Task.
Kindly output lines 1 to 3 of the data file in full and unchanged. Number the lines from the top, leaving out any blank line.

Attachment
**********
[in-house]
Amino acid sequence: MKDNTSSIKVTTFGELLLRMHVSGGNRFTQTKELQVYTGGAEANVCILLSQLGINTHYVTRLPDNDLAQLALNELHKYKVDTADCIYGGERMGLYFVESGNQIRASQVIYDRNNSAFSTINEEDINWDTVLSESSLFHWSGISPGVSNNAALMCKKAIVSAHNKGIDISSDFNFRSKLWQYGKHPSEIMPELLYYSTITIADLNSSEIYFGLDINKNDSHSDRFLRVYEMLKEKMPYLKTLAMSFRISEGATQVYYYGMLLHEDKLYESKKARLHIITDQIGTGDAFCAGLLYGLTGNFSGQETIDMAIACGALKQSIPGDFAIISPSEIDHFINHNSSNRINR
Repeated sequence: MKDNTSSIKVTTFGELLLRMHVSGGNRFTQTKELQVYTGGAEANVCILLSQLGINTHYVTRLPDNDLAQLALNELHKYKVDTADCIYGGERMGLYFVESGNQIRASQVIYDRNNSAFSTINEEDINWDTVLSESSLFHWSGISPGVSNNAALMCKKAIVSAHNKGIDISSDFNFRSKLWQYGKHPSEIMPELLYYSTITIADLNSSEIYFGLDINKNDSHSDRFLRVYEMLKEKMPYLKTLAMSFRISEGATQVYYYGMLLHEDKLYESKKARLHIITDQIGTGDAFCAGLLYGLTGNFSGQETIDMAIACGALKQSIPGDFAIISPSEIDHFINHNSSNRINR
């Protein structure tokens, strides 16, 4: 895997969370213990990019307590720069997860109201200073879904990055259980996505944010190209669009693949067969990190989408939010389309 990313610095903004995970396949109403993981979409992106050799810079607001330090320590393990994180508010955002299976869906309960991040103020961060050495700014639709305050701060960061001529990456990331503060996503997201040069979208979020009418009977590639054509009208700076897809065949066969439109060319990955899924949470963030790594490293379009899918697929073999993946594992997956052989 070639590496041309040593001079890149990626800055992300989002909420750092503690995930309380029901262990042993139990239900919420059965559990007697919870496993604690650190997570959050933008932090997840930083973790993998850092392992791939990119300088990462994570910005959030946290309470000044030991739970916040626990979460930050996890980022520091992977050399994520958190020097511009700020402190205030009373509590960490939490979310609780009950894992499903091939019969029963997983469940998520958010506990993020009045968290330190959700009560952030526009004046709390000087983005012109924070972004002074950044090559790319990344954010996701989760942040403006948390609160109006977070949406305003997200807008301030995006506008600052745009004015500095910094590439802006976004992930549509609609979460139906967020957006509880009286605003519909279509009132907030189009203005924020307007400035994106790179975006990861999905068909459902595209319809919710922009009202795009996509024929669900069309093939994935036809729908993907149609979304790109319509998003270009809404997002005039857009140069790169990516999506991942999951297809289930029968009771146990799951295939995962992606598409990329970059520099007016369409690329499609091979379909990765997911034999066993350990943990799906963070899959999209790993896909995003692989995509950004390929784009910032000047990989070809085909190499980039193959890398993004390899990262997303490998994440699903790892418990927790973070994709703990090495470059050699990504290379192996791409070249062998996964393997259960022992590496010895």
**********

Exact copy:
[in-house]
Amino acid sequence: MKDNTSSIKVTTFGELLLRMHVSGGNRFTQTKELQVYTGGAEANVCILLSQLGINTHYVTRLPDNDLAQLALNELHKYKVDTADCIYGGERMGLYFVESGNQIRASQVIYDRNNSAFSTINEEDINWDTVLSESSLFHWSGISPGVSNNAALMCKKAIVSAHNKGIDISSDFNFRSKLWQYGKHPSEIMPELLYYSTITIADLNSSEIYFGLDINKNDSHSDRFLRVYEMLKEKMPYLKTLAMSFRISEGATQVYYYGMLLHEDKLYESKKARLHIITDQIGTGDAFCAGLLYGLTGNFSGQETIDMAIACGALKQSIPGDFAIISPSEIDHFINHNSSNRINR
Repeated sequence: MKDNTSSIKVTTFGELLLRMHVSGGNRFTQTKELQVYTGGAEANVCILLSQLGINTHYVTRLPDNDLAQLALNELHKYKVDTADCIYGGERMGLYFVESGNQIRASQVIYDRNNSAFSTINEEDINWDTVLSESSLFHWSGISPGVSNNAALMCKKAIVSAHNKGIDISSDFNFRSKLWQYGKHPSEIMPELLYYSTITIADLNSSEIYFGLDINKNDSHSDRFLRVYEMLKEKMPYLKTLAMSFRISEGATQVYYYGMLLHEDKLYESKKARLHIITDQIGTGDAFCAGLLYGLTGNFSGQETIDMAIACGALKQSIPGDFAIISPSEIDHFINHNSSNRINR